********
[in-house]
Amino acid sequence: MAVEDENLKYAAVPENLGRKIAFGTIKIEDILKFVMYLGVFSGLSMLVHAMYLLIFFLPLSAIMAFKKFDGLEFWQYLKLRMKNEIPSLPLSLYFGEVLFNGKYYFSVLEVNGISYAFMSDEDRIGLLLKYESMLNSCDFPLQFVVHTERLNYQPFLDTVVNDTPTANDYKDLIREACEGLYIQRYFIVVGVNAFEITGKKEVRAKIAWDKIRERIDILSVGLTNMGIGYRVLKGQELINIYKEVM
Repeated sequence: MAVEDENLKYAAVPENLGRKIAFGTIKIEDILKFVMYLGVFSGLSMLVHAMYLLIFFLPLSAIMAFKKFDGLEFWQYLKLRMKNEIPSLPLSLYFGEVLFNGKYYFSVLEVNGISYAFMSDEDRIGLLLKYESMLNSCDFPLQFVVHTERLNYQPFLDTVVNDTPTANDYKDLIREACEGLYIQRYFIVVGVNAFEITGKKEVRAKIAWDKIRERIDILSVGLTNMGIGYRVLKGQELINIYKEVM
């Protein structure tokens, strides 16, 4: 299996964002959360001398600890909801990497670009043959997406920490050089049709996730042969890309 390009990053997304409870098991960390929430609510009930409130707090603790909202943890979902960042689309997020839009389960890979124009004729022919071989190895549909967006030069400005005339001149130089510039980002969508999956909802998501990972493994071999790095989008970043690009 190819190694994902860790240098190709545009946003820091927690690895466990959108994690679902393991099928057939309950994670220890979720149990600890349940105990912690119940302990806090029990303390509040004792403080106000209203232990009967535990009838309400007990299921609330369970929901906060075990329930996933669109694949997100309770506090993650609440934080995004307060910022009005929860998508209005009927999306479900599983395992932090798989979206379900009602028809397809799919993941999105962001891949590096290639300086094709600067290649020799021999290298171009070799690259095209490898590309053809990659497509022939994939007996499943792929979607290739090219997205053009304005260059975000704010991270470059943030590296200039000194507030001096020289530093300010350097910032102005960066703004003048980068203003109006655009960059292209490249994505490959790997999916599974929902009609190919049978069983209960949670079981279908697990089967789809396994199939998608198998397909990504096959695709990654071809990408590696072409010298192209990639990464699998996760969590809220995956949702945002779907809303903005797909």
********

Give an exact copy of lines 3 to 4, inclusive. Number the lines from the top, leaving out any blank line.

Repeated sequence: MAVEDENLKYAAVPENLGRKIAFGTIKIEDILKFVMYLGVFSGLSMLVHAMYLLIFFLPLSAIMAFKKFDGLEFWQYLKLRMKNEIPSLPLSLYFGEVLFNGKYYFSVLEVNGISYAFMSDEDRIGLLLKYESMLNSCDFPLQFVVHTERLNYQPFLDTVVNDTPTANDYKDLIREACEGLYIQRYFIVVGVNAFEITGKKEVRAKIAWDKIRERIDILSVGLTNMGIGYRVLKGQELINIYKEVM
């Protein structure tokens, strides 16, 4: 299996964002959360001398600890909801990497670009043959997406920490050089049709996730042969890309 390009990053997304409870098991960390929430609510009930409130707090603790909202943890979902960042689309997020839009389960890979124009004729022919071989190895549909967006030069400005005339001149130089510039980002969508999956909802998501990972493994071999790095989008970043690009 190819190694994902860790240098190709545009946003820091927690690895466990959108994690679902393991099928057939309950994670220890979720149990600890349940105990912690119940302990806090029990303390509040004792403080106000209203232990009967535990009838309400007990299921609330369970929901906060075990329930996933669109694949997100309770506090993650609440934080995004307060910022009005929860998508209005009927999306479900599983395992932090798989979206379900009602028809397809799919993941999105962001891949590096290639300086094709600067290649020799021999290298171009070799690259095209490898590309053809990659497509022939994939007996499943792929979607290739090219997205053009304005260059975000704010991270470059943030590296200039000194507030001096020289530093300010350097910032102005960066703004003048980068203003109006655009960059292209490249994505490959790997999916599974929902009609190919049978069983209960949670079981279908697990089967789809396994199939998608198998397909990504096959695709990654071809990408590696072409010298192209990639990464699998996760969590809220995956949702945002779907809303903005797909």